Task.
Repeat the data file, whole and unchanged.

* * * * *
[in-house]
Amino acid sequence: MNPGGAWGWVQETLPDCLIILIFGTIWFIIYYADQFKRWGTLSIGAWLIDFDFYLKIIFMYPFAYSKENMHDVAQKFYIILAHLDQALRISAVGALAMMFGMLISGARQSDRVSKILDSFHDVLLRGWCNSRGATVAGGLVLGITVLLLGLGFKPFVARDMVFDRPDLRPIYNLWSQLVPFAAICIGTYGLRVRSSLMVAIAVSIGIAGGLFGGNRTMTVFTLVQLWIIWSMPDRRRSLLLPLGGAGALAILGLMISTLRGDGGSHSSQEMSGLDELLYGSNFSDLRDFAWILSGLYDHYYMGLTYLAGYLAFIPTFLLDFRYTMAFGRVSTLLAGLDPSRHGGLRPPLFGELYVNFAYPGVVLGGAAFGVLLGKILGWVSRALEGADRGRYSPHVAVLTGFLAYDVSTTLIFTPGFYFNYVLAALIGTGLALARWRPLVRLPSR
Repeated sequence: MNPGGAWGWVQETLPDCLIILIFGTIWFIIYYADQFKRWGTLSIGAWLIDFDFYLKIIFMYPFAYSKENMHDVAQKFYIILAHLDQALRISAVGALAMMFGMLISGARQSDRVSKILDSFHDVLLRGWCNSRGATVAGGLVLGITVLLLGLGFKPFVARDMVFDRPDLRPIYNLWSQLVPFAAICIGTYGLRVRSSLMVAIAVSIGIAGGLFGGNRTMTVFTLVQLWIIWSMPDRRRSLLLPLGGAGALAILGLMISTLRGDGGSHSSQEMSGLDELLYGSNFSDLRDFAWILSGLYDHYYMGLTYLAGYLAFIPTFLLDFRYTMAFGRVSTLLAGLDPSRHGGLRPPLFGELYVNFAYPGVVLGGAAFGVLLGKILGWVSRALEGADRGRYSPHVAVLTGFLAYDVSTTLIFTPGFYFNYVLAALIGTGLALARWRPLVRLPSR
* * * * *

[in-house]
Amino acid sequence: MNPGGAWGWVQETLPDCLIILIFGTIWFIIYYADQFKRWGTLSIGAWLIDFDFYLKIIFMYPFAYSKENMHDVAQKFYIILAHLDQALRISAVGALAMMFGMLISGARQSDRVSKILDSFHDVLLRGWCNSRGATVAGGLVLGITVLLLGLGFKPFVARDMVFDRPDLRPIYNLWSQLVPFAAICIGTYGLRVRSSLMVAIAVSIGIAGGLFGGNRTMTVFTLVQLWIIWSMPDRRRSLLLPLGGAGALAILGLMISTLRGDGGSHSSQEMSGLDELLYGSNFSDLRDFAWILSGLYDHYYMGLTYLAGYLAFIPTFLLDFRYTMAFGRVSTLLAGLDPSRHGGLRPPLFGELYVNFAYPGVVLGGAAFGVLLGKILGWVSRALEGADRGRYSPHVAVLTGFLAYDVSTTLIFTPGFYFNYVLAALIGTGLALARWRPLVRLPSR
Repeated sequence: MNPGGAWGWVQETLPDCLIILIFGTIWFIIYYADQFKRWGTLSIGAWLIDFDFYLKIIFMYPFAYSKENMHDVAQKFYIILAHLDQALRISAVGALAMMFGMLISGARQSDRVSKILDSFHDVLLRGWCNSRGATVAGGLVLGITVLLLGLGFKPFVARDMVFDRPDLRPIYNLWSQLVPFAAICIGTYGLRVRSSLMVAIAVSIGIAGGLFGGNRTMTVFTLVQLWIIWSMPDRRRSLLLPLGGAGALAILGLMISTLRGDGGSHSSQEMSGLDELLYGSNFSDLRDFAWILSGLYDHYYMGLTYLAGYLAFIPTFLLDFRYTMAFGRVSTLLAGLDPSRHGGLRPPLFGELYVNFAYPGVVLGGAAFGVLLGKILGWVSRALEGADRGRYSPHVAVLTGFLAYDVSTTLIFTPGFYFNYVLAALIGTGLALARWRPLVRLPSR